46 Years Ago, a Rare Alignment of Our Planets Allowed For An Iconic Space Mission

With Voyager 1 on the fritz, it's a great time to look back at the 46-year space mission's origin story.

The summer of 1977 was a great time to be a space nerd. Star Wars Episode IV: A New Hope was a summer blockbuster. NASA was testing its futuristic Space Shuttle in the Mojave Desert. And, on August 2 and September 5, Voyager 2 and 1, respectfully, blasted off from Florida on their way to tour the enigmatic giant worlds of the outer solar system. The summer of 1977 changed our view of outer space forever.

The twin Voyagers carried the same array of instruments — spectrometers, cosmic ray detectors, and cameras — to tell scientists on Earth about distant worlds; they also carried matching “Golden Records” with recordings of sounds, music, and voices to tell distant worlds about life on Earth.

Altogether, each Voyager carried slightly less computing power than a modern smartphone. By today’s standards, they're bare-bones machines, and in some senses, their electronics were outmoded even by the time they launched. But sometimes simplicity works: the Voyagers have outlived many of their original designers. And it's hard to imagine not knowing the things Voyagers 1 and 2 revealed about the outer reaches of our Solar System: that Jupiter’s Great Red Spot is a gargantuan hurricane, that Europa’s ice is cracked because of tides churning beneath it, that Io is volcanically active on a terrifying scale, or that Titan has hydrocarbon seas and rivers beneath its methane smog.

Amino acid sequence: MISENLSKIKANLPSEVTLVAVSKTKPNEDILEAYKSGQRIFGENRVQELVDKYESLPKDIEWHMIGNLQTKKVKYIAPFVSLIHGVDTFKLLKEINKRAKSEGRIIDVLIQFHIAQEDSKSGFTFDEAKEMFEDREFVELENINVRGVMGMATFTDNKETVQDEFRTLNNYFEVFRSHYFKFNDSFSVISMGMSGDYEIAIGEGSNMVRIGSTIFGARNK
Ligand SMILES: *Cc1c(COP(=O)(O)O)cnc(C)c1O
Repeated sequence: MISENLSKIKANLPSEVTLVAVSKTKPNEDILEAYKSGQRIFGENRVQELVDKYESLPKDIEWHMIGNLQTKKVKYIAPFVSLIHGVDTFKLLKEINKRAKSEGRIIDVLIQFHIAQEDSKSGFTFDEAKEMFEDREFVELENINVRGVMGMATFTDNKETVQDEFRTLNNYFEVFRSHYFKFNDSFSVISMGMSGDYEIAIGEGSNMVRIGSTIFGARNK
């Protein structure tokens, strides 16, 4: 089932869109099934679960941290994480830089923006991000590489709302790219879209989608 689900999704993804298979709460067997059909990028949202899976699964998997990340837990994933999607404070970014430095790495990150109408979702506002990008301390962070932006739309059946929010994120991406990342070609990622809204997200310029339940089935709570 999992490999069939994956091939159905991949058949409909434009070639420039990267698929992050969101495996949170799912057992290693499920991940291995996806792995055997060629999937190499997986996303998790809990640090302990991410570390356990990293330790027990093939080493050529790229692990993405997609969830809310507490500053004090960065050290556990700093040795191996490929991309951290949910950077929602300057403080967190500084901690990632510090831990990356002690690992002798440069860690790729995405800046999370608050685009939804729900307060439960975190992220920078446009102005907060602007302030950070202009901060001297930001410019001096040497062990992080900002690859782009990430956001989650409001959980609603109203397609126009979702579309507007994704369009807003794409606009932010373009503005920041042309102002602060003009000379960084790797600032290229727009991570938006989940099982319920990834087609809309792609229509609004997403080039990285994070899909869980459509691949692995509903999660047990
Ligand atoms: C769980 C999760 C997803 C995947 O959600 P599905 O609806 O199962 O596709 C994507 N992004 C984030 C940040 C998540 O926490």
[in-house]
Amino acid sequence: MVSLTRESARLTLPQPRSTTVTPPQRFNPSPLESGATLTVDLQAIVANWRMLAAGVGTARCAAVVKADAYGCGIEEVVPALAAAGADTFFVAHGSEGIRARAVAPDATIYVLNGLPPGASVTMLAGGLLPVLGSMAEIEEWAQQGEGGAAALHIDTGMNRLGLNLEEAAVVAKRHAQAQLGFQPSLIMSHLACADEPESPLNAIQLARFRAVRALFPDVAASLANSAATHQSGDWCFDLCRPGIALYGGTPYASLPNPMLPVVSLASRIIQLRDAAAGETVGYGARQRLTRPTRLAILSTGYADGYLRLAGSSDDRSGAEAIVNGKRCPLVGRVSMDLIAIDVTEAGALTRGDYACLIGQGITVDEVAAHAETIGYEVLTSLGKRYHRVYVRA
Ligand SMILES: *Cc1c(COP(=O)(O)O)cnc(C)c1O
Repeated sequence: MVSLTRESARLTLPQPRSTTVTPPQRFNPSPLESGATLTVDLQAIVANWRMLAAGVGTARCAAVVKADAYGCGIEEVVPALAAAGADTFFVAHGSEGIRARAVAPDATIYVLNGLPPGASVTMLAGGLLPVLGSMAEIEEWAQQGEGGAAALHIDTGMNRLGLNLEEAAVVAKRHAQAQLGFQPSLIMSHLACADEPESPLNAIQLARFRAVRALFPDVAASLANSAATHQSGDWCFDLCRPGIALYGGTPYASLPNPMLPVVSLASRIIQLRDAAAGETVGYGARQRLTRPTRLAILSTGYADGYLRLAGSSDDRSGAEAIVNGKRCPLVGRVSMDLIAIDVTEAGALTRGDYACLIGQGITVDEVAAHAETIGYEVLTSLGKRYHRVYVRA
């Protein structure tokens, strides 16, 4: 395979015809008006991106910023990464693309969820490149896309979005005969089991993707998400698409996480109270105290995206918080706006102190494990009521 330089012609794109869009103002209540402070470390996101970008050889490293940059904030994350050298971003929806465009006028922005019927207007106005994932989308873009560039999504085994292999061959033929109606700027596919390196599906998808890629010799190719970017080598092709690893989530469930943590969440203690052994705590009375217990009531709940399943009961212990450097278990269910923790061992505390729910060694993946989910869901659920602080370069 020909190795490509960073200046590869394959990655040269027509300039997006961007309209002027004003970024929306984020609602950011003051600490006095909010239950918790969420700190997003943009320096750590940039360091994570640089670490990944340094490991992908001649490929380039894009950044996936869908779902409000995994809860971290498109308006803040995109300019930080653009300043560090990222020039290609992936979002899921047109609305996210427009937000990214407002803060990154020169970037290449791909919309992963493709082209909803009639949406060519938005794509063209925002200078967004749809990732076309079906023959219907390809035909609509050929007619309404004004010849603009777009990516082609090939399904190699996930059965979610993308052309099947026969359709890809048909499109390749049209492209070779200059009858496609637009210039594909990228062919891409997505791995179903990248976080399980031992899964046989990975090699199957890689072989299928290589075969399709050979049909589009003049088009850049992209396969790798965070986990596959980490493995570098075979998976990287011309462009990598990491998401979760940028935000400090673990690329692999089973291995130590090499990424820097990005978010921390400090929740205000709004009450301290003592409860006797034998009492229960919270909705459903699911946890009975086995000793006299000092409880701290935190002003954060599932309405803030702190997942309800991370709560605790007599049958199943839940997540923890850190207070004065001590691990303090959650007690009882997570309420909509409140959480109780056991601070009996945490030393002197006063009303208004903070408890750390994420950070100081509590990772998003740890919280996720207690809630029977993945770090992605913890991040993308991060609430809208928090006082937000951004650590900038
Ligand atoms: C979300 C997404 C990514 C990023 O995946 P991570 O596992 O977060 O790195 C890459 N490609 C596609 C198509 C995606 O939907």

Thanks to the Voyagers, NASA knew it was worth launching the Galileo mission to Jupiter and the Cassini mission to Saturn.

“I remember seeing the image of the moon Io for the first time and thinking that the Caltech students had engineered a brilliant stunt — they must have substituted a picture of a poorly made pizza for the picture of Io!” recalls Voyager program co-investigator Alan Cummings in a post for NASA. “All that orange and black on Io changed our thinking about the moons in the Solar System. I think most of us thought they would all look more or less like our own Moon. But, wow, how wrong was that!”

This image from one of the Voyager spacecraft is one of the first glimpses of Io’s erupting volcanoes.


Two Long One-Way Trips

Voyager 1 swept past Jupiter in 1979, using the planet’s tremendous gravity to power a slingshot outward toward Saturn and its haze-shrouded moon Titan (mission planners had to choose between a flyby of Titan or Pluto, and they chose Titan). From there, the tug of Saturn’s gravity “bent the spacecraft's path inexorably northward out of the ecliptic plane.” Voyager 1 was on its way out of the Solar System.

Voyager 2 also flew past Jupiter for a gravity assist in 1979, then past Saturn in 1980, but its path also carried it past the Solar System’s two most distant worlds, “ice giants” Uranus and Neptune. To this day, Voyager 2 is the only spacecraft we’ve sent to either of the ice giants.